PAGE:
comparison between modern-day ranching practices and equipment with
that of yesterday shows a marked difference. Today we see modern vehicles
of all sizes, carrying all sizes of loads at almost any speed desired
and done in great comfort, almost a miracle when compared to wagons.
Cow trails, wagon ruts and rough surfaces have been replaced by graded
dirt roads, caliche surfaces, farm-to-market and state highway pavements.
Cellphones, pagers and emails have replaced the old crank telephones
sending out their messages along the top
wire of barbed wire fences. The U.S. Mail is delivered six days
a week right to your mailbox.
Corrals, scales, loading chutes and double-deck trucks have replaced
the old trail drives across country to the nearest railroad loading
pens. Cattle trading involving “spit and whittle” sessions where all
sharpened their stub pencils and “figured” on the wooden saddle house
door have been replaced by sale rings, video auctions and protection
on the future’s market.
But once upon a time, not so long ago, all these things were nonexistent.
Yet we had approximately the same amount of livestock running on the
same acreage, and we thought we were doing just fine. How did we do
For one thing, we had more old cowmen in those days.
A real cowman tends to his livestock first before he does anything
Many who tend livestock today, do everything else first then tend
their livestock last almost as an afterthought.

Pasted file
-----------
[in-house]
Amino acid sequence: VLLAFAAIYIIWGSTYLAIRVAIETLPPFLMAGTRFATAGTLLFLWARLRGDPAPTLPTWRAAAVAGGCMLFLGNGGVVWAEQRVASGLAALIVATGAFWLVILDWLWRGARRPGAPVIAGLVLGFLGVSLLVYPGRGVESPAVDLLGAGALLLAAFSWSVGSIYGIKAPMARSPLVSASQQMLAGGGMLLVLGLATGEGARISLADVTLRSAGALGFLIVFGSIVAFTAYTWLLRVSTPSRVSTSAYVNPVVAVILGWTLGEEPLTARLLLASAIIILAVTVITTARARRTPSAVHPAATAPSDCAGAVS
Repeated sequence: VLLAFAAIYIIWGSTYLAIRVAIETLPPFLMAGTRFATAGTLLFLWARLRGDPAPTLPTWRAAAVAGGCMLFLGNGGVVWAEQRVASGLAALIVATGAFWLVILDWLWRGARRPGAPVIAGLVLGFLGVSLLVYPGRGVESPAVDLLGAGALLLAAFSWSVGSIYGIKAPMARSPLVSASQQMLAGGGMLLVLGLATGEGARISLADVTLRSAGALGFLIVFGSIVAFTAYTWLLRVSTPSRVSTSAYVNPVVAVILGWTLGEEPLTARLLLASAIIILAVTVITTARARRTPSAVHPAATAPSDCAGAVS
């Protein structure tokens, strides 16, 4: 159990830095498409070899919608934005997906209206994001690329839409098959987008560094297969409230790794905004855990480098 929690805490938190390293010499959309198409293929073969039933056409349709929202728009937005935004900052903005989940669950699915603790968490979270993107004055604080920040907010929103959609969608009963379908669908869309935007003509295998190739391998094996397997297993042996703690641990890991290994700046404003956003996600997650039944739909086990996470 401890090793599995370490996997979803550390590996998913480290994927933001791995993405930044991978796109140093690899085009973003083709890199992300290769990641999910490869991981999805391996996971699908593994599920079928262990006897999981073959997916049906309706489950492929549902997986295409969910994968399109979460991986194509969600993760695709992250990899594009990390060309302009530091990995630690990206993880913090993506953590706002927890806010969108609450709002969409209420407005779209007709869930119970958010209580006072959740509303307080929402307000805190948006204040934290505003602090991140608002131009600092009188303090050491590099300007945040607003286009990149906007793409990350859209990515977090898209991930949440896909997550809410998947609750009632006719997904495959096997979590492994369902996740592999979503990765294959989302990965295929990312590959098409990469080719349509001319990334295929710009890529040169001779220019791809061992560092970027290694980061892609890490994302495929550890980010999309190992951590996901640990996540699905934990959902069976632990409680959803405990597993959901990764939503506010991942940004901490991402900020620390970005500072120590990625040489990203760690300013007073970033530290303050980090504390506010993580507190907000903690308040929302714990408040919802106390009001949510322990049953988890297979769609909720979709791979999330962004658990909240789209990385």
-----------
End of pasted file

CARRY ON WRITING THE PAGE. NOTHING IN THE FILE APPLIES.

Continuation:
Probably the greatest difference in ranching of yesterday and today
lies in the winter feeding practices.
Today, huge trucks deliver formulated feed to ranch-located overhead
feed storage bins, to be dumped into automatic feed dispensers mounted
Merely call the livestock together, drive slowly pushing the button
and disperse the proper amount of feed.
The first winter feed introduced in the past was cottonseed leavings,
pressed into huge chunks that had to be broken up with an axe or hammer
before feeding. Next came cattle cubes, in which the cottonseed by-products
were compressed into bite-sized cubes then placed into 100-pound gunny
sacks for transporting to cake houses, located on the ranches.
For a short period of time on many large ranches, wagon or truck loads
of cubes were hauled to small remote cake houses located on the vast
On feed days, a cowboy mounted his horse, rode to these remote cake
houses calling the livestock to follow then scattering his feed from
Another period featured cotton seed meal, the same product ground
into a heavy powder and delivered in sacks to the ranches.
Usually half-barrels or other small wooden troughs were used to mix
meal and bulk loose salt together in a formula to limit intake of
the food to prevent overeating.
Where some operators just kept the barrels supplied, the true cowman
studied his grass, noting where areas were not being grazed then moved
a meal and salt barrel to the ungrazed area thus providing better
utilization of his land.
It required study, time and work, but it no doubt paid off in the
amount of profit made and the protection of the grasslands.
© Delbert Trew
"It's All Trew" May
23, 2011 column
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